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This educator writes 'anti-narcocorridos' — songs that tell the story of heroes

AYESHA RASCOE, HOST:

Corridos are a popular musical style in Mexico. They're songs that tell a story from beginning to end. Singer, educator and activist Vivir Quintana describes it as a newscast that you sing.

VIVIR QUINTANA: (Speaking Spanish).

RASCOE: "It's made up of the name, date and place where its main character was born and tells the tale of how they lived up until their untimely death."

But in recent years, the corrido has grown wildly popular for one of its variants - narcocorridos, which use the same narrative structure to tell the stories of the bosses or capos of organized crime. In a country where drug violence runs rampant, there's no shortage of narcocorridos. But Quintana, who used to teach at a secondary school, felt uncomfortable with her students listening to songs that glorified criminals.

QUINTANA: (Speaking Spanish).

RASCOE: She decided to flip the script and create anti-narcocorridos - songs that center heroes she says are worthy of being looked up to, like journalists. In Mexico, violence against that group is at an all-time high. Just this year, nine journalists have been killed there.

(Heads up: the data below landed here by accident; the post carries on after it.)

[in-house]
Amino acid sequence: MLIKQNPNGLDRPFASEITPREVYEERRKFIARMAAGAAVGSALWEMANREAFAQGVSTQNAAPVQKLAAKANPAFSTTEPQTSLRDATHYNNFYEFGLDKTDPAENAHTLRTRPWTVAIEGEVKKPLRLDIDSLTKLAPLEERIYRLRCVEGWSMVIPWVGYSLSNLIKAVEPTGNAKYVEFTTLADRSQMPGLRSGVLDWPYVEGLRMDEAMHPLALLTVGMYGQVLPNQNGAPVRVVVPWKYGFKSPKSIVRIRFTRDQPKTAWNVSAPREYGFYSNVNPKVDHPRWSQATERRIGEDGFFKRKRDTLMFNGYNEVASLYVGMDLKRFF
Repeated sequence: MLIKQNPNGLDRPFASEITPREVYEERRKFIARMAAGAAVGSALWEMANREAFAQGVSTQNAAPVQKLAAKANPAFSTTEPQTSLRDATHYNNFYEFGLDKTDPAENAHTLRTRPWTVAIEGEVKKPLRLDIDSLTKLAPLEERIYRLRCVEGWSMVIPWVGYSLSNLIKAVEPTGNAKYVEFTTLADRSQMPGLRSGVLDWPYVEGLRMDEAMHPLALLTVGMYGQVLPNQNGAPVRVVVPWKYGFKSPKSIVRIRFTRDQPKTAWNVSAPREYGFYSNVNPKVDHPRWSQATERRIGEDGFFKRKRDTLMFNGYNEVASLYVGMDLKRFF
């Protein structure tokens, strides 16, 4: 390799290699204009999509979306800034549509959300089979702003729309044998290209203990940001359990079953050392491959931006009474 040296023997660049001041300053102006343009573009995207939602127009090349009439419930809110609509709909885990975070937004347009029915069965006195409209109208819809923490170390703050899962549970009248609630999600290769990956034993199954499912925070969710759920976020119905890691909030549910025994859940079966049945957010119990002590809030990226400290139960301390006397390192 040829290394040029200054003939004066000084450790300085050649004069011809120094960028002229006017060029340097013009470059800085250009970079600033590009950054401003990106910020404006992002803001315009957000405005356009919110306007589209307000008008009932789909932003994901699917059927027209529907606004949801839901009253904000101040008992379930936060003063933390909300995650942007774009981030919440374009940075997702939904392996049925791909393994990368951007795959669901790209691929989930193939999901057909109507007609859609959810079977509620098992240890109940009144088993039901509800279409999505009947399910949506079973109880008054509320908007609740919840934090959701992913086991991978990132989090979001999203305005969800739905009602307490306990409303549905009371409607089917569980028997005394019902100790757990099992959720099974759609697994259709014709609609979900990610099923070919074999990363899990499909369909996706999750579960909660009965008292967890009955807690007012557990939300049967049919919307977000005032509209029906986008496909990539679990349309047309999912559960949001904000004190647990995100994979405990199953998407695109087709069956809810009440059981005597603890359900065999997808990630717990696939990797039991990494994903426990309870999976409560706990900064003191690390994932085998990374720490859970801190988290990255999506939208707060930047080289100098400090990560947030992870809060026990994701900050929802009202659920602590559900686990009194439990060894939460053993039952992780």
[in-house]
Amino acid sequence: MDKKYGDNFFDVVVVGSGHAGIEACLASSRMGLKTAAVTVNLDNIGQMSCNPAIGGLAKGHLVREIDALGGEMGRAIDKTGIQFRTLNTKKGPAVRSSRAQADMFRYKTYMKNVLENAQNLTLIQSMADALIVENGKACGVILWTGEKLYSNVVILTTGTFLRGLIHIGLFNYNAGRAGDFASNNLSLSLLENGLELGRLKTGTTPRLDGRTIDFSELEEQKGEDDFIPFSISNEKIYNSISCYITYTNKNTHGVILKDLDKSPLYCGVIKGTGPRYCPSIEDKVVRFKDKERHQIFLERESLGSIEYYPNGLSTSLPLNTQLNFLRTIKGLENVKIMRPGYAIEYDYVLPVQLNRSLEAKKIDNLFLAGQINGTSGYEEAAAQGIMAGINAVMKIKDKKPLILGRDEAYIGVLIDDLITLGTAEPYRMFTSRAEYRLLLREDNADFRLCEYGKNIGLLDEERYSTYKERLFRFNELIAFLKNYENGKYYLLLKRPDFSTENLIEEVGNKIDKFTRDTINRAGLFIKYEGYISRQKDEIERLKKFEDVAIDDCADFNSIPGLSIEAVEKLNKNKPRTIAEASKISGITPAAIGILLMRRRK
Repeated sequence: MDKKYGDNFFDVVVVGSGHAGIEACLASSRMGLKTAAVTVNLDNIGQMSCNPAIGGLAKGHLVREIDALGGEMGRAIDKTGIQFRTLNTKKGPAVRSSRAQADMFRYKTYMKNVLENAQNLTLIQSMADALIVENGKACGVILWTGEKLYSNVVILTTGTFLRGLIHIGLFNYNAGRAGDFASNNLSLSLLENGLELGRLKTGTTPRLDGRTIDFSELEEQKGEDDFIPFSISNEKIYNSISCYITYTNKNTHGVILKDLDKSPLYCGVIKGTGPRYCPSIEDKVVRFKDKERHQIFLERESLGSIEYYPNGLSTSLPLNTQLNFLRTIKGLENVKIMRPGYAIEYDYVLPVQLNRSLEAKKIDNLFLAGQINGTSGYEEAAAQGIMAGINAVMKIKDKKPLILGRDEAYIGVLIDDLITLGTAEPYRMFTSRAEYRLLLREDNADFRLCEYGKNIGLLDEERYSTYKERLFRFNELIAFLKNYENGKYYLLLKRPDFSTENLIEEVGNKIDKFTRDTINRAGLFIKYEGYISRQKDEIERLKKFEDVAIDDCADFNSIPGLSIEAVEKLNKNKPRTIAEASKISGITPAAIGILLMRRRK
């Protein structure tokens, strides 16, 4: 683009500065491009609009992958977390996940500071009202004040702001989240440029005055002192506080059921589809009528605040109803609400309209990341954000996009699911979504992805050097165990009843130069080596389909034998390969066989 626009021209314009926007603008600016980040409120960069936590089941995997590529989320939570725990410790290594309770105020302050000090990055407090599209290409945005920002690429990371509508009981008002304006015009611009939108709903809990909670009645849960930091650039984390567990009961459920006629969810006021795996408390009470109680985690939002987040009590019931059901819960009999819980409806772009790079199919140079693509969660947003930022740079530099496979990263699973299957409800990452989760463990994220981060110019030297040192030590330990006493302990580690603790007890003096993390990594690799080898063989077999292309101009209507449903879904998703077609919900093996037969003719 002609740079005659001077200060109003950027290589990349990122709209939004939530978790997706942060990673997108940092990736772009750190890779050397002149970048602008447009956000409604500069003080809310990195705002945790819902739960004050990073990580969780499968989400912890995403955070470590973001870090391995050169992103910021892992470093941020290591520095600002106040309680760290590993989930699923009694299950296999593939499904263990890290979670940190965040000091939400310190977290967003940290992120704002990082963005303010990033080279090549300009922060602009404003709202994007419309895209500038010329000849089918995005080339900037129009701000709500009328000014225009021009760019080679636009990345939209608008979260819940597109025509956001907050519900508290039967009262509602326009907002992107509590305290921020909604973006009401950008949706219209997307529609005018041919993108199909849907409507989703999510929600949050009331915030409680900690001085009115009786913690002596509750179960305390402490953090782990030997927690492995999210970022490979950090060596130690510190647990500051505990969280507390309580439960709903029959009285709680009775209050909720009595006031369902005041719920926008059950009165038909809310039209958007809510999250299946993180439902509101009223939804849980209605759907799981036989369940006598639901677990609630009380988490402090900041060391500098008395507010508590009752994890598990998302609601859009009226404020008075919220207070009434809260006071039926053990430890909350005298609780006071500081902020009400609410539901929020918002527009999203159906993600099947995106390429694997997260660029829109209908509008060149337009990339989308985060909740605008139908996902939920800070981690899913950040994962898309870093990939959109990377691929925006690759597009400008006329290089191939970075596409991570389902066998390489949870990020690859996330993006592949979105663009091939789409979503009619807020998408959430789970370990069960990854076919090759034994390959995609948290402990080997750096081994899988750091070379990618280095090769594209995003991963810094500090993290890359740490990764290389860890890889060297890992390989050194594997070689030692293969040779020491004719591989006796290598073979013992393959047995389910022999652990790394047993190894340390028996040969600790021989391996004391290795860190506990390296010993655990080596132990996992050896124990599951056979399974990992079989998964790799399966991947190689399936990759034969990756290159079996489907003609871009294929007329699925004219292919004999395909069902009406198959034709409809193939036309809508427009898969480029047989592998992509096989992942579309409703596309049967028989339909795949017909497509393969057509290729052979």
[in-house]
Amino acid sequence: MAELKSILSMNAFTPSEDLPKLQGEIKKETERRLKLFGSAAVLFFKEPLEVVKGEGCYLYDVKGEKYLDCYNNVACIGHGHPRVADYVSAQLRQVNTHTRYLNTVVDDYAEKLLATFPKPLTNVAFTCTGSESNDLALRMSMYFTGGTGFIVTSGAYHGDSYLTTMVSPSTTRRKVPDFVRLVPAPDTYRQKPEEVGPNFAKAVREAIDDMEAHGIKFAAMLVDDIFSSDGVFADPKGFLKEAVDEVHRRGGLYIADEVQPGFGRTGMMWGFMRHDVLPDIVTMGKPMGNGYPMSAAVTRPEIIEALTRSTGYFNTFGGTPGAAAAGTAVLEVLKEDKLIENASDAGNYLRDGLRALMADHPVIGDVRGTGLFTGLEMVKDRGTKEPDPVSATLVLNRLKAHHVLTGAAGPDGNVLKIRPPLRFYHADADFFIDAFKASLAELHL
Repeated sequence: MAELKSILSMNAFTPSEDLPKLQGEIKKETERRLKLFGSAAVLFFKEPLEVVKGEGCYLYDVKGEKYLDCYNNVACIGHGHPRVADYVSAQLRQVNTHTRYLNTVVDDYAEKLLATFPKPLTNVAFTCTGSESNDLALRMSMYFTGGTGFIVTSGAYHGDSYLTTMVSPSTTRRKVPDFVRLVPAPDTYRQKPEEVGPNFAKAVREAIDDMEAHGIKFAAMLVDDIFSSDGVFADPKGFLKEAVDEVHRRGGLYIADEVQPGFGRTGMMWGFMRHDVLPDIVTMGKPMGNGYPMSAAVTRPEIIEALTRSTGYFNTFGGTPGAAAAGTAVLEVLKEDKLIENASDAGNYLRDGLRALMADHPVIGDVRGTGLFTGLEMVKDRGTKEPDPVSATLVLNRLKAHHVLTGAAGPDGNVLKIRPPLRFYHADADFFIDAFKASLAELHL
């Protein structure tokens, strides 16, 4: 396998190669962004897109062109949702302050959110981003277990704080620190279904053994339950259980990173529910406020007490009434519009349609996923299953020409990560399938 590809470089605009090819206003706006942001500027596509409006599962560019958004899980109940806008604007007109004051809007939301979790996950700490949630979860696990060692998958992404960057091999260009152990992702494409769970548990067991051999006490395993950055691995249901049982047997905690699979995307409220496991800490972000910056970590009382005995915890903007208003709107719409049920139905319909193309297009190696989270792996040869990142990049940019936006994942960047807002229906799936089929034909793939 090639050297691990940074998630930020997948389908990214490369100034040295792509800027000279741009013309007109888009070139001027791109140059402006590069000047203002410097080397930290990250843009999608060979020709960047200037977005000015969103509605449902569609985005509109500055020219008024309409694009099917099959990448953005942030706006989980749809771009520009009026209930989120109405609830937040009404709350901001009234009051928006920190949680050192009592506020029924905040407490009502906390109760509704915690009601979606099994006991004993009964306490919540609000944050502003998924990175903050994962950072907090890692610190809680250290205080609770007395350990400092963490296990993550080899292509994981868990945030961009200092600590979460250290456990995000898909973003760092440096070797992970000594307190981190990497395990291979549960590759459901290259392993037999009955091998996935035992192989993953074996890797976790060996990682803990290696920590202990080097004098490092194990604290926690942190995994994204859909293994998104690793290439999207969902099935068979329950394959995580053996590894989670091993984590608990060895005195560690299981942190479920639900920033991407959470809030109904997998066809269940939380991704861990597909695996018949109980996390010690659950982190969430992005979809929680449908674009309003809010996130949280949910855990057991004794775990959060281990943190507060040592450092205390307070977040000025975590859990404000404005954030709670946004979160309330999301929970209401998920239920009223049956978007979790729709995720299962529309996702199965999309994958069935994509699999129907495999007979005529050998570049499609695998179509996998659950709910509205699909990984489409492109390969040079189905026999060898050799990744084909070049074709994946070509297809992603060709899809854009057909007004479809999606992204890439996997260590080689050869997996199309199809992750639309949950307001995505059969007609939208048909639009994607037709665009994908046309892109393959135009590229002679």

(SOUNDBITE OF SONG, "EL CORRIDO DE MILO VELA")

QUINTANA: (Singing in Spanish).

RASCOE: "His job was high risk, but he performed passionately. For any journalist, oh, how dangerous life is. When you seek the truth, the police hide."

Quintana is describing Miguel Angel Lopez Velasco, known as Milo Vela, a Mexican journalist who was murdered, along with his wife and son, in the city of Veracruz in 2011. Vela is a central character of Quintana's newest song.

QUINTANA: (Speaking Spanish).

RASCOE: "He was a kind person," she says, "committed to reporting the truth, truths that often made powerful people uncomfortable."

The anti-narcocorrido is the result of a collaboration between Quintana and Reporters Without Borders, a nonprofit that defends press freedom around the world. In Mexico, they're focused on raising awareness on the increasing violence against journalists.

BALBINA FLORES: (Speaking Spanish).

RASCOE: Balbina Flores is a representative from Reporters Without Borders in Mexico. She worked closely with Quintana to bring the corrido to life. She says authorities have to start taking violence against journalists more seriously and provide thorough criminal investigations in its aftermath. Quintana hopes that by celebrating Vela's life and dogged journalism, listeners will understand.

QUINTANA: (Speaking Spanish).

RASCOE: "Violence against the press is violence against all of us."

(SOUNDBITE OF SONG, "EL CORRIDO DE MILO VELA")

QUINTANA: (Singing in Spanish).

RASCOE: "There are flames that can't be put out, even when others try to silence them. There are candles that are eternal, even when swallowed by the sea, like that one of Milo Vela, which lights freedom's way."

(SOUNDBITE OF SONG, "EL CORRIDO DE MILO VELA")

QUINTANA: (Singing in Spanish). Transcript provided by NPR, Copyright NPR.